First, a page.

This afternoon, I read an interesting observation: some private ships, including cruise ships, are known to employ “heavies,” gun-toting mercenaries, to protect the ship and those onboard. Guns are otherwise uncommon: there are many thorny legal issues, including the need to declare them to customs when docking in a foreign port, at which point they’re seized until you leave again; the fact that pulling a gun on pirates, unless you’re a well-trained marksman, is likely to get you shot; and the fact that, on many of the oil tankers, a single stray round could blow the whole ship up.

So imagine my surprise when I checked out Google News, and saw that an Italian cruise liner off the coast of Somalia actually used its heavies to deter pirates. Besides idle fascination n the escalating pirate wars, I think this is a good thing: if pirates are becoming brazen enough to fire on cruise ships, there’s a much more pressing need for the international community to aggressively put an end to piracy. Piracy is no longer an obscure issue affecting an incredibly small number of commercial ships, but something threatening anyone on a boat in international waters, and the latest escalation is likely to cause an even greater escalation in piracy defenses.


Lately I’ve felt that things were going pretty well. I was reading a bit of international news and looking at the international reaction to our presence at the G20 summit, for example. Of course not everyone in the world loves us, but I couldn’t help but feel that our presence was a little different than last time. Our President helped get disagreeing parties to agree, and in general seems to have the world eager to work with us. (I don’t really mean this as a condemnation of Bush, nor is it my intention to heap praise on Obama.)

And then I read what conservatives are saying, and it almost seems like we’re looking at two vastly divergent realities. I see a statesman, they see a closet Muslim who was all too eager to bow to an Arab leader and who went out of his way to apologize for being American. I see a fiscal plan inspired by John Maynard Keynes, they see someone deliberately wasting money for his own gain. I see the first black President, they see the first illegal immigrant President. I see a President who came in after Bush’s first round of financial bailouts and pretty much continued the policy, they see a President who nationalized the banks because he’s a Socialist. Oh, and he wants to take everyone’s guns away, and destroy Christianity.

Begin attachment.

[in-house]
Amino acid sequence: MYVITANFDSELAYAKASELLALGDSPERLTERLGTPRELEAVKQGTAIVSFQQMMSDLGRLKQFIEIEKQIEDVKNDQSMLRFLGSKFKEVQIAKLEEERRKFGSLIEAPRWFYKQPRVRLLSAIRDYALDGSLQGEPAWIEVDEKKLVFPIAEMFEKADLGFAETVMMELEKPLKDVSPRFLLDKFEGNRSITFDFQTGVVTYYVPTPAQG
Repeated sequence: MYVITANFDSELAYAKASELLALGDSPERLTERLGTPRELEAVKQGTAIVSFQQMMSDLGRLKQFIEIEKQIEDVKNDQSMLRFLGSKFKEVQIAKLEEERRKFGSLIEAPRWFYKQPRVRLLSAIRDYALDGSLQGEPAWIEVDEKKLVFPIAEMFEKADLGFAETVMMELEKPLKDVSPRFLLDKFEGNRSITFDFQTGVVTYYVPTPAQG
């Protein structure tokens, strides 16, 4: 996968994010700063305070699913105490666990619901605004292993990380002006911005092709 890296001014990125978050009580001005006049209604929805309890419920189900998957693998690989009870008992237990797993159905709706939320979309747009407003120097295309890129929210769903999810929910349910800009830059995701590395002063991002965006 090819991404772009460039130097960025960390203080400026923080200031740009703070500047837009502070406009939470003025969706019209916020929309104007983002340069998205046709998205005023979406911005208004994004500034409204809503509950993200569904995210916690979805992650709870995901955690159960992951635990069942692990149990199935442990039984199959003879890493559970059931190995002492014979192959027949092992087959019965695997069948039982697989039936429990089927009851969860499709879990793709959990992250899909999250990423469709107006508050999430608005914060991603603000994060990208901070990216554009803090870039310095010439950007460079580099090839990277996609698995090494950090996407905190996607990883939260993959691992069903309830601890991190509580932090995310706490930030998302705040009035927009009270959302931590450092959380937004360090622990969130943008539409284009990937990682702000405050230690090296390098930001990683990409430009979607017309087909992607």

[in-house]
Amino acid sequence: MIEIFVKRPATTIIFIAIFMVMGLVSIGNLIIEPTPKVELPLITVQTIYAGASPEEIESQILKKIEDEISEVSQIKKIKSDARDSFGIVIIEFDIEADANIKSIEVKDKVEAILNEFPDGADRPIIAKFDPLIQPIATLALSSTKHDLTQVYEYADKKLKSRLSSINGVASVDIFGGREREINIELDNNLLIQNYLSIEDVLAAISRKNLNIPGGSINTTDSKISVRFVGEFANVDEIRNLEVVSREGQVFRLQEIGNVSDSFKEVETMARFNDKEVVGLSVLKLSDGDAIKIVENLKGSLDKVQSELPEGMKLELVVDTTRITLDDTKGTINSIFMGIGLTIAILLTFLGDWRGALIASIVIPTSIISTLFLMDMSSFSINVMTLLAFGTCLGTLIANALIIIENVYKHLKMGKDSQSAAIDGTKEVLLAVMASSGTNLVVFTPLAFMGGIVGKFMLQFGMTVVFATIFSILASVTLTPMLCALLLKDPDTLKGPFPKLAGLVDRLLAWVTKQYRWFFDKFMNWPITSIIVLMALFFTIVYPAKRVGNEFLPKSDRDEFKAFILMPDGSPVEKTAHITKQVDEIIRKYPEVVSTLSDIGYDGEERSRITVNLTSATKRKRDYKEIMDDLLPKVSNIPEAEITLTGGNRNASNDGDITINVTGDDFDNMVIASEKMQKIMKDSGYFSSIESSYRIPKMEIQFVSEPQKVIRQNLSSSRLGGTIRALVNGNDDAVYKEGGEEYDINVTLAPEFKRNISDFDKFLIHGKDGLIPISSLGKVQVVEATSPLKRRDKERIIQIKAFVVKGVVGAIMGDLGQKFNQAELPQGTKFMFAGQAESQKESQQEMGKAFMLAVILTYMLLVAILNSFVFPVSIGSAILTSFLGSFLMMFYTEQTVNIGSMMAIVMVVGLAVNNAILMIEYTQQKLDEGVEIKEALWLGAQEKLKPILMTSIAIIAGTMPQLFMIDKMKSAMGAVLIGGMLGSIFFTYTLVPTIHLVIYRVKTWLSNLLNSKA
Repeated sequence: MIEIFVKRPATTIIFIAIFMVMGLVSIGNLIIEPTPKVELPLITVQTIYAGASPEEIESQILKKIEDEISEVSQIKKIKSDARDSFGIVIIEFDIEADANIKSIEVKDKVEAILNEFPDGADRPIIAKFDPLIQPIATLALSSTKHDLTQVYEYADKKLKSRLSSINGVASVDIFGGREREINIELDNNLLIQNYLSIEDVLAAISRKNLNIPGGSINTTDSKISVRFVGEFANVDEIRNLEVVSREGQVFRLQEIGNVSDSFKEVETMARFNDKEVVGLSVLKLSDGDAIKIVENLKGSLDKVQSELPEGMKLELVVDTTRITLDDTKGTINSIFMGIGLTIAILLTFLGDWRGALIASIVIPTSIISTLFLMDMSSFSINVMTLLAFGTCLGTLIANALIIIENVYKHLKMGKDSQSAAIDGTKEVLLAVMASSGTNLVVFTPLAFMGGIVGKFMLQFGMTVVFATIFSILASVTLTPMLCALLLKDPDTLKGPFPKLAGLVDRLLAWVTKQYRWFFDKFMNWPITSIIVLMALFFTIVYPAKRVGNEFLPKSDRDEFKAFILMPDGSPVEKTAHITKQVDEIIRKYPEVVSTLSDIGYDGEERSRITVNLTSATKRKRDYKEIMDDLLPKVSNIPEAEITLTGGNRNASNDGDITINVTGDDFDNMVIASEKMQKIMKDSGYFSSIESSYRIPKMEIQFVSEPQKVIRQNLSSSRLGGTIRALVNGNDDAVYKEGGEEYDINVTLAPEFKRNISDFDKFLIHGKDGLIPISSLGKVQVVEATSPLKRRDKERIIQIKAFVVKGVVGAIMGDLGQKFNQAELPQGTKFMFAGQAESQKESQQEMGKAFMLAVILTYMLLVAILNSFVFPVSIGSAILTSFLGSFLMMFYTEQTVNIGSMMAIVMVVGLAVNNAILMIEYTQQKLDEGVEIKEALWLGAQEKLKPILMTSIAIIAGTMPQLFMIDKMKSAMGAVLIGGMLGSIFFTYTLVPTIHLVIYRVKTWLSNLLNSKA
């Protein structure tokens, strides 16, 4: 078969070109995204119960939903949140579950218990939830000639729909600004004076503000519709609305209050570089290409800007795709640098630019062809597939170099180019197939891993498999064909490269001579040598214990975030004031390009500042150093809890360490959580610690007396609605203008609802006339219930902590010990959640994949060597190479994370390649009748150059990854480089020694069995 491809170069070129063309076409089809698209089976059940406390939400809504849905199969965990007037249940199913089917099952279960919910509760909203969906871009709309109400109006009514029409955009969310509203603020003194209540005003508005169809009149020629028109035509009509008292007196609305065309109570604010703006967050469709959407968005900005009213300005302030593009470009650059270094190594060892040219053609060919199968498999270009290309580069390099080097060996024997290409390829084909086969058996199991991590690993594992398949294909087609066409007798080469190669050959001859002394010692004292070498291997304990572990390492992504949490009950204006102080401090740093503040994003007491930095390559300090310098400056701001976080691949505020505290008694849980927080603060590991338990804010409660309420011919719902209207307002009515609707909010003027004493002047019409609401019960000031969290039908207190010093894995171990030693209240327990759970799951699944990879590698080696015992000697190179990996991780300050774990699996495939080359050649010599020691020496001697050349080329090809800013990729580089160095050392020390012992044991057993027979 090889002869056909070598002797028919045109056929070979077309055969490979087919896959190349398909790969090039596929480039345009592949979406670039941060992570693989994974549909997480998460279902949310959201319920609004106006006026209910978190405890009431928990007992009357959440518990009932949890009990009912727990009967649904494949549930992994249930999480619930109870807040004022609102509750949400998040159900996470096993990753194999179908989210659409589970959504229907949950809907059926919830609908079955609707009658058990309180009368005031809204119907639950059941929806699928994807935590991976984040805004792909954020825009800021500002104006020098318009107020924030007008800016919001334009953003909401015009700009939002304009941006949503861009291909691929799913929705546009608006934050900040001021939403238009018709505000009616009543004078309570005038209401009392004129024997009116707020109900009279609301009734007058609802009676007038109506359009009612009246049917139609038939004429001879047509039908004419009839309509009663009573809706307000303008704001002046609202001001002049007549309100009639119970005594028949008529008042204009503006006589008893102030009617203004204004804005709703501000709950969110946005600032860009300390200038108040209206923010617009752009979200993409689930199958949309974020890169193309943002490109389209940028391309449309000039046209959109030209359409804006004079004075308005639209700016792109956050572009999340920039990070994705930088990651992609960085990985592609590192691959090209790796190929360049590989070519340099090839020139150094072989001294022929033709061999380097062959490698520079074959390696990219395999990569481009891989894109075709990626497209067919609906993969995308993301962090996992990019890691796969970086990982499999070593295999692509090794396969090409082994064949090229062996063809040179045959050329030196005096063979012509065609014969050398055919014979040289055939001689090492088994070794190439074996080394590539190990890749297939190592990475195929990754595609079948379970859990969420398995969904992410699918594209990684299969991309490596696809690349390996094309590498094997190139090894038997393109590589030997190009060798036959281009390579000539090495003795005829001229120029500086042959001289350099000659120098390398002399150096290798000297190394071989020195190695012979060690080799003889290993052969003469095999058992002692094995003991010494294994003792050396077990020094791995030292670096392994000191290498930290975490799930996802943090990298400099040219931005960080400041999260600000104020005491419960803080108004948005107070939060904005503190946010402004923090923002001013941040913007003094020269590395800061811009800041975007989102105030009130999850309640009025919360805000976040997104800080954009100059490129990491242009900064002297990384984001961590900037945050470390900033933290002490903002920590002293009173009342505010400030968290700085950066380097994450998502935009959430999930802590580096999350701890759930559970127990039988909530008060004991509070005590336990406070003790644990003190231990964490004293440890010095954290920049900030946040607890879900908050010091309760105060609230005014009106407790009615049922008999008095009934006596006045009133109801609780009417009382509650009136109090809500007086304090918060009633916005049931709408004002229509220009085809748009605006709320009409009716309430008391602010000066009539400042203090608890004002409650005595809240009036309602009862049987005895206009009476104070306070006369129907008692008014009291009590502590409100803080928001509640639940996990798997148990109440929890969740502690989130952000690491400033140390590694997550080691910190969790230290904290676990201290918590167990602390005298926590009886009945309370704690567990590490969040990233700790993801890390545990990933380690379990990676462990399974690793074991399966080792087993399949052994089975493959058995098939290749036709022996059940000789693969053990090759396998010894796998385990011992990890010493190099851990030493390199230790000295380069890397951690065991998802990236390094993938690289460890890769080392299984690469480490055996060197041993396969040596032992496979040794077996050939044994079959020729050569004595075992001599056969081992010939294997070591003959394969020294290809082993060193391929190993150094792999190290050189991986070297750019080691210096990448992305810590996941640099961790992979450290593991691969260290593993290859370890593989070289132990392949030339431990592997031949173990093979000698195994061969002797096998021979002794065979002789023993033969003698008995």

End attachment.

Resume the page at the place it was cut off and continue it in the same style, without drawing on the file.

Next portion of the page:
I’d gone a while without reading the “wingnut propaganda,” and in that time period, I’d come to think that things were pretty good. Obama’s approval rating is something like 70%, and the two parties have been known to work with each other a bit lately, even if it’s been far less than I’d like. (And even if it’s been largely Democrat-led, which doesn’t really make for impressive bipartisanship…) And then I realized that there’s a lunatic fringe that seriously believes he’s a Muslim or a Socialist, and became truly worried. Fiscal conservatives and social conservatives may dislike Obama, and I respect their different views. Divergent views, discussed and brought to compromise, truly leave us better off. But there are thousands, if not millions, of Americans who have literally lost touch with reality. They’re like the MIHOPs of the Democrats.

I also want to caution that when I use terms like “neocon” and “wingnut,” I mean them more literally, not as terms to refer to all Republicans. Similarly, I respect Republicans and hate the artifically-created divide between the parties. What I’m complaining about is the wingnut Republicans who use utter lies to advance their own causes. There are Democrats who do the same, surely, but with Democrats leading Congress and the White House, those people aren’t noteworthy right now.